Could we receive automated monitoring reports by email from III? Enhancement to system. Could be some flexibility in mailing.

Is it dangerous to leave the diagnostic modem on? It does provide another point of access, for hackers. If that is the only access it is a problem? Most monitoring of systems by III is done over the Internet. O.K. to turn off. Always have to reset anyway, even if it is left on. Could leave it on over weekends if there is no one available to turn it on. Only use when Internet is not. The modem is necessary to get to console. One site has had no modem for 7 years.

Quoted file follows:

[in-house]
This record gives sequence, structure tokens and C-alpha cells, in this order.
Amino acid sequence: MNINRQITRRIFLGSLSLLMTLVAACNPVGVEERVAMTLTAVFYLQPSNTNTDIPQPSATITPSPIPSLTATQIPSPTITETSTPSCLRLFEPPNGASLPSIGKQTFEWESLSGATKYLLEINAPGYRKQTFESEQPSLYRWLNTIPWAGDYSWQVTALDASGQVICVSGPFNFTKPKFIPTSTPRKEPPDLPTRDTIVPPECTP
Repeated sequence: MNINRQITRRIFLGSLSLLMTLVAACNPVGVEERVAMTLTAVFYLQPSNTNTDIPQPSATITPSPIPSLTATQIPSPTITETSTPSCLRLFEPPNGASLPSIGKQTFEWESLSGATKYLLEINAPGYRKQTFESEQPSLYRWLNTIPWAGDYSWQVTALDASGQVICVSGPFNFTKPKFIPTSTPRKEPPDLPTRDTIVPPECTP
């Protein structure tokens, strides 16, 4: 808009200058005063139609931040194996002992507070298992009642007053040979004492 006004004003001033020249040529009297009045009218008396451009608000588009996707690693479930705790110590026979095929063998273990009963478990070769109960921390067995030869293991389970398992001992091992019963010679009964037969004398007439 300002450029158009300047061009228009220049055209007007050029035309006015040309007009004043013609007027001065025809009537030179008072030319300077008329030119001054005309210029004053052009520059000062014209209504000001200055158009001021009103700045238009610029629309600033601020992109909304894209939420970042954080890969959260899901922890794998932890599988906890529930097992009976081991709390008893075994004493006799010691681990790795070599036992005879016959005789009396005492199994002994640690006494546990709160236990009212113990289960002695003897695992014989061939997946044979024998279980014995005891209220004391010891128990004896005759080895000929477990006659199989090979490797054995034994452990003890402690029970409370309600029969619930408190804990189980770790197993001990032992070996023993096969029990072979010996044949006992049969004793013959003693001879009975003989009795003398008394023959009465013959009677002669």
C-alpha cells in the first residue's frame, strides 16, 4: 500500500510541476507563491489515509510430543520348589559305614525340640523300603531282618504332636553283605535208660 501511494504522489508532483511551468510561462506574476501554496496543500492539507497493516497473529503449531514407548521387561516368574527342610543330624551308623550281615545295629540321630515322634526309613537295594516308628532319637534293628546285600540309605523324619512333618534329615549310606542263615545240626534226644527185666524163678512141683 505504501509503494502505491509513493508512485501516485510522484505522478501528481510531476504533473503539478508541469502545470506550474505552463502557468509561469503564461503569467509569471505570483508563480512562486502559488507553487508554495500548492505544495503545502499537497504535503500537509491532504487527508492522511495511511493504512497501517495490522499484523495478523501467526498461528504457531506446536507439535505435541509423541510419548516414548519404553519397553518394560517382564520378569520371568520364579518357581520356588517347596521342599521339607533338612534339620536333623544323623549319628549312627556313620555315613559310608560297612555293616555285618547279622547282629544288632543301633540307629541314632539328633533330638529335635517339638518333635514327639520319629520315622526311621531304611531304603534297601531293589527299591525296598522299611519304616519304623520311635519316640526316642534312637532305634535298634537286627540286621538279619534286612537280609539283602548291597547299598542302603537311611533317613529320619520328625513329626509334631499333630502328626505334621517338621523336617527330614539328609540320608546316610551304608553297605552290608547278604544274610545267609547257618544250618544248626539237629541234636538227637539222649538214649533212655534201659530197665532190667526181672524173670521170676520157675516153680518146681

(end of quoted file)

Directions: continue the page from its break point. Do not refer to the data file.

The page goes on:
What do people do with access denied log-Limit network access? It is a good indicator of when someone can't log in and you need more licenses. Also it can be an indicator of hacking. Depends which service is trying to be accessed-http, telnet, ftp. Ip address shows. It is a good thing to keep an eye on. It doesn't tell you if someone actually gets in. System is pretty well closed, but other boxes may be more vulnerable. Could help in identifying hacking into other services. Internet hacking is too vast to worry. It will be obvious if damage is done-system won't work or load will be heavy.

Automatic reverse lookup would be extra server load. Ip is enough. Some have resolution turned off because of performance issues. Some ip's don't resolve to names anyway-especially not bad guys.

Clock accuracy. Depends on clock inside machine. Enhancement for III.

Karen Johnson, University of San Francisco